This article was written by Justin Cohen & Bruce Shields of ForeSee’s Usability team.
Many retail sites use a feature called Quick View (also known as Quick Look) to let customers preview products right from their website’s listing page. After clicking the Quick View button, customers are presented with a pop up layer that provides more information on the product to help customers decide if they would like to make a purchase.
Quick View was once thought of as a ‘must have’ on retail sites, but in recent years the thinking has changed, and the UX community is now moving towards recommending companies remove it from their sites. Why? Well, it’s because UX researchers have some findings worth considering, such as:
- Quick View introduces “friction” to browsing by adding an extra step
- Quick View relegates product information to a layer
- Customers open Quick View by accident
- Customers mistake Quick View for a page
At the same time, Quick View offers a fast preview of products that can make online browsing more efficient for customers. The feature can quickly access information about a product and add it to a customer’s cart or return to the product listing page. This can be accomplished without having to use the back button, creating a smoother UX.
So, ForeSee decided to find out exactly how Quick View was being used by real customers. To do so, we designed a study using over 100 Replays of users across eight sites interacting with websites that had Quick View functionality. ForeSee’s cxReplay is a tool that allows us to capture and visually recreate the user experience on a client’s website. We can draw upon thousands of hours of these replays to help our clients identify critical usability problems that often go unnoticed.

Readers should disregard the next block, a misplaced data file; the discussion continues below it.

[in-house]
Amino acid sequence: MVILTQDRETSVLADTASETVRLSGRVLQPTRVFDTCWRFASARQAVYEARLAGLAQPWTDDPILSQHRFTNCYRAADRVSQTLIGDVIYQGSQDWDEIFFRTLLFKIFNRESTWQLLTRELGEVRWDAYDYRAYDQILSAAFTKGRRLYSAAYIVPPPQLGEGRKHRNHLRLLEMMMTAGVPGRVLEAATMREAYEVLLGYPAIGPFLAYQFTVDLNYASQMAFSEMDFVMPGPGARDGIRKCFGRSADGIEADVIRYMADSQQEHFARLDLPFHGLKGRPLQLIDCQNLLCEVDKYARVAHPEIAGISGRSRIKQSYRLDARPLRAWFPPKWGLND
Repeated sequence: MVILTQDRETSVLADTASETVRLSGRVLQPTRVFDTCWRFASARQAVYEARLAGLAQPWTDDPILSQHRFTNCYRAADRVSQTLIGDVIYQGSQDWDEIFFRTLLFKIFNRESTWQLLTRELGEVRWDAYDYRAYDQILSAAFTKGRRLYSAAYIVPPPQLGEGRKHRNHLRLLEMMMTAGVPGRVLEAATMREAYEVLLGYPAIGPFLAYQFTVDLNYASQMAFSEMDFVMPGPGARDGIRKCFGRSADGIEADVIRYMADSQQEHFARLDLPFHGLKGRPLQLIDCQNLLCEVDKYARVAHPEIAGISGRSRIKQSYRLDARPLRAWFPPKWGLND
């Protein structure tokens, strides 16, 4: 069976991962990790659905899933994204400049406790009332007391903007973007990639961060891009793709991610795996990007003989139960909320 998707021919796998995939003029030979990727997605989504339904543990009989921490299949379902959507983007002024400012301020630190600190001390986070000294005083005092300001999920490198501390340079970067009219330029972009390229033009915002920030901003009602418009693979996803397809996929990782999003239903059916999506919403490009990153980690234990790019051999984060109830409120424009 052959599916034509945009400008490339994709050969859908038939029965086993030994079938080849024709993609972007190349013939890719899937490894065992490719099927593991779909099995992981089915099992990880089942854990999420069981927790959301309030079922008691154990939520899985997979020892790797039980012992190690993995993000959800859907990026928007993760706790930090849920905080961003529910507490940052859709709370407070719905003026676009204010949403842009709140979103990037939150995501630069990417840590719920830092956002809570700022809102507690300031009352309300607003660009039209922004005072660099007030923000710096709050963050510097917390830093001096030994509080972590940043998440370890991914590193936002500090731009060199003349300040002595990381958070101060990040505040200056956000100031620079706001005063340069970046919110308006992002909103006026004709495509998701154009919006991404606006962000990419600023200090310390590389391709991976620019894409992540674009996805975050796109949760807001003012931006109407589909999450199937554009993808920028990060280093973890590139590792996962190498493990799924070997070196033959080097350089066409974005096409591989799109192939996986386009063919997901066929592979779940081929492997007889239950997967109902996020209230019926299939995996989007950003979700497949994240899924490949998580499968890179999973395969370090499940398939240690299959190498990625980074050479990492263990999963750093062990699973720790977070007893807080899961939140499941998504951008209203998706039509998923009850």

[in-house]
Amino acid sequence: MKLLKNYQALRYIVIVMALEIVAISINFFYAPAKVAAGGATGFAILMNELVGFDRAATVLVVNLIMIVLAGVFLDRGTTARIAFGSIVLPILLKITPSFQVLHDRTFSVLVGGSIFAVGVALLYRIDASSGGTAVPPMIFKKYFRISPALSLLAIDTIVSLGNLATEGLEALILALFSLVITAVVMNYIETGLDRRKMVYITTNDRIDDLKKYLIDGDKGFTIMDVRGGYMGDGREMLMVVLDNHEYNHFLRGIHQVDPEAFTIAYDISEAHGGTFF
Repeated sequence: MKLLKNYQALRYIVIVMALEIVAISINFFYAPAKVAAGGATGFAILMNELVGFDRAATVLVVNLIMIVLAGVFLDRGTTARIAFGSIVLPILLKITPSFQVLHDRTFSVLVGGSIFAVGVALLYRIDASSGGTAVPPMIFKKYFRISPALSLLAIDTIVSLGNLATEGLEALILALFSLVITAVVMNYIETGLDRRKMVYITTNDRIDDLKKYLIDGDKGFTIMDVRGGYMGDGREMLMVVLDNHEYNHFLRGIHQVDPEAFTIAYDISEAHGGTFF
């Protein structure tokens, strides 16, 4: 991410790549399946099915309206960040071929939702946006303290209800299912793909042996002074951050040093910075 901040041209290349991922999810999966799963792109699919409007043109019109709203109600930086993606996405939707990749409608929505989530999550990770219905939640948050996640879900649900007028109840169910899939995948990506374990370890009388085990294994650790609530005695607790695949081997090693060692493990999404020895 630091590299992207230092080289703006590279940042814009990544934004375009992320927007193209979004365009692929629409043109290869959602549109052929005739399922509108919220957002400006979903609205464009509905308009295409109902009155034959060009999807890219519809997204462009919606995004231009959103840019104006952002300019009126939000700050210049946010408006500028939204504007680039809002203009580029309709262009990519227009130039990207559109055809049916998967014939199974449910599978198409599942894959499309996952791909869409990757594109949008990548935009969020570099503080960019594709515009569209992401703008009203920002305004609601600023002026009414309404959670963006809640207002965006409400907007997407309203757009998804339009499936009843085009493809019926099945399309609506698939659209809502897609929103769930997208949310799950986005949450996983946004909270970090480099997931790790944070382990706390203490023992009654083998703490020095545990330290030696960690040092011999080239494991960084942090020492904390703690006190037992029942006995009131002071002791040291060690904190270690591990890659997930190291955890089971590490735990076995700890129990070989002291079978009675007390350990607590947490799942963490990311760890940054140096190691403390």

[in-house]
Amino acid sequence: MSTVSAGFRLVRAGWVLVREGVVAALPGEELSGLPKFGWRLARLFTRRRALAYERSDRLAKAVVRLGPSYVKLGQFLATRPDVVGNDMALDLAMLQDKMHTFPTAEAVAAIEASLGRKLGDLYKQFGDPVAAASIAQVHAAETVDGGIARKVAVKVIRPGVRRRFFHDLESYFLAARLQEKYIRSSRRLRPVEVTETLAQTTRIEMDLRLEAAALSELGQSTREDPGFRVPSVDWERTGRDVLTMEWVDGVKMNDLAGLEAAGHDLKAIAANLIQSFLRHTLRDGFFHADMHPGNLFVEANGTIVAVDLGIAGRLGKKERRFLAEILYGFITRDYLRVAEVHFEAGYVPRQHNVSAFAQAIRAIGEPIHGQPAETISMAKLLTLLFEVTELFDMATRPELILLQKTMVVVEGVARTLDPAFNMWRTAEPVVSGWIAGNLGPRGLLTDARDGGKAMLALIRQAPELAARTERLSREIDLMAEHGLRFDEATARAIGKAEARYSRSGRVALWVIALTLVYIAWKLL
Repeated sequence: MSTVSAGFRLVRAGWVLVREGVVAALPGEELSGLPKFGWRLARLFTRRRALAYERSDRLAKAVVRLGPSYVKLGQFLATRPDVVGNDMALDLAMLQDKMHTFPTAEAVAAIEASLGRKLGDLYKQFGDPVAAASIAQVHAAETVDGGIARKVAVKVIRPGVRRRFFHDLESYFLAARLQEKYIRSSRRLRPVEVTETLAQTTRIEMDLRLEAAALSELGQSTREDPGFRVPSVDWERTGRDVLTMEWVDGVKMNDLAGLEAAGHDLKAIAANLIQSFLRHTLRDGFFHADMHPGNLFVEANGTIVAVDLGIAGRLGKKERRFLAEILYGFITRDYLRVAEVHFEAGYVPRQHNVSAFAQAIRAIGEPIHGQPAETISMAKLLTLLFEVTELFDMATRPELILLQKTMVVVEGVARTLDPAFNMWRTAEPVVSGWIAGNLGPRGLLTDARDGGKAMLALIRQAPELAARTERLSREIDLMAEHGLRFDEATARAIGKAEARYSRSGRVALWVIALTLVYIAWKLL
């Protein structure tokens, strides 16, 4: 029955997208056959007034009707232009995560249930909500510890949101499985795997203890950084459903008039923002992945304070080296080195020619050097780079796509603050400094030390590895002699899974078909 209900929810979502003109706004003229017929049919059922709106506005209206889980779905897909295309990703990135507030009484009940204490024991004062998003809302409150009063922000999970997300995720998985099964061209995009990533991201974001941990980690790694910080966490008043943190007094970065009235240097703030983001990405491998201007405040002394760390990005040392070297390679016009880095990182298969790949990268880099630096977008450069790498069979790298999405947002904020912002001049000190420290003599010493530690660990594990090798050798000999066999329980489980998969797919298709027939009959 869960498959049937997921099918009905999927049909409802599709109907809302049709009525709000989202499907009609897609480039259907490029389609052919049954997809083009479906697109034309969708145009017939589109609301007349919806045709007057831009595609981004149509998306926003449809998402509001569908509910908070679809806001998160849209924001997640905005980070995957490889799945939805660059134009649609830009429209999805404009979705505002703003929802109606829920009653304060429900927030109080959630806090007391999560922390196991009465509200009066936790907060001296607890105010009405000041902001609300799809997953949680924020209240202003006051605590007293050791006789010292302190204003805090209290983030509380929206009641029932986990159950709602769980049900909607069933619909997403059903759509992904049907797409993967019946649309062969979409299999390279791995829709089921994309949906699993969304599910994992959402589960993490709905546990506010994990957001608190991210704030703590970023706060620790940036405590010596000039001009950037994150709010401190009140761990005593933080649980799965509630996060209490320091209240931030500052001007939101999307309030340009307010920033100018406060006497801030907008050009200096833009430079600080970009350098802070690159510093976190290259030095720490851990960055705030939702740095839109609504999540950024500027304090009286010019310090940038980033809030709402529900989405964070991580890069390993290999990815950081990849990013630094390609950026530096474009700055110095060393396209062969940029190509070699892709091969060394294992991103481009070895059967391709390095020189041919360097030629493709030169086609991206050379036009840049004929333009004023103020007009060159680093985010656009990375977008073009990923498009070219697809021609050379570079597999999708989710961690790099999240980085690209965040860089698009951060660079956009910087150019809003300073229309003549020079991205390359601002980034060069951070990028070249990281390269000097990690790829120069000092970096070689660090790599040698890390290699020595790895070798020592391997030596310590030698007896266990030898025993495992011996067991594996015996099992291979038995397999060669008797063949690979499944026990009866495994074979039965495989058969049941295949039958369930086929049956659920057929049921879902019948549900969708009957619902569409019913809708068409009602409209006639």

What we found was surprising and added crucial nuance to the Quick View conversation. As in all usability problems, implementation really matters. Some sites use a persistent button, while others use a button that only appears when customers hover over the item.
Customers are much more likely to successfully use Quick View if it is appears as a persistent button. While in total only 18.5 percent of customers I observed interacted with Quick View, 44.8 percent used it when it was presented as a persistent button compared to 8.1 percent when the button only appears on hover.
This means that websites that decide to use Quick View to help customers browse product information must make sure they use a persistent button on their product listing page. Otherwise, customers will be much less likely to use the functionality. It also helps prevent customers from accidentally clicking the button when they are trying to view the product details.
Overall, Quick View can be a helpful tool for information-seeking customers, but it needs to be strategically implemented to ensure proper use. The lesson from our data is clear: implement Quick View with a persistent button, or take it off your site.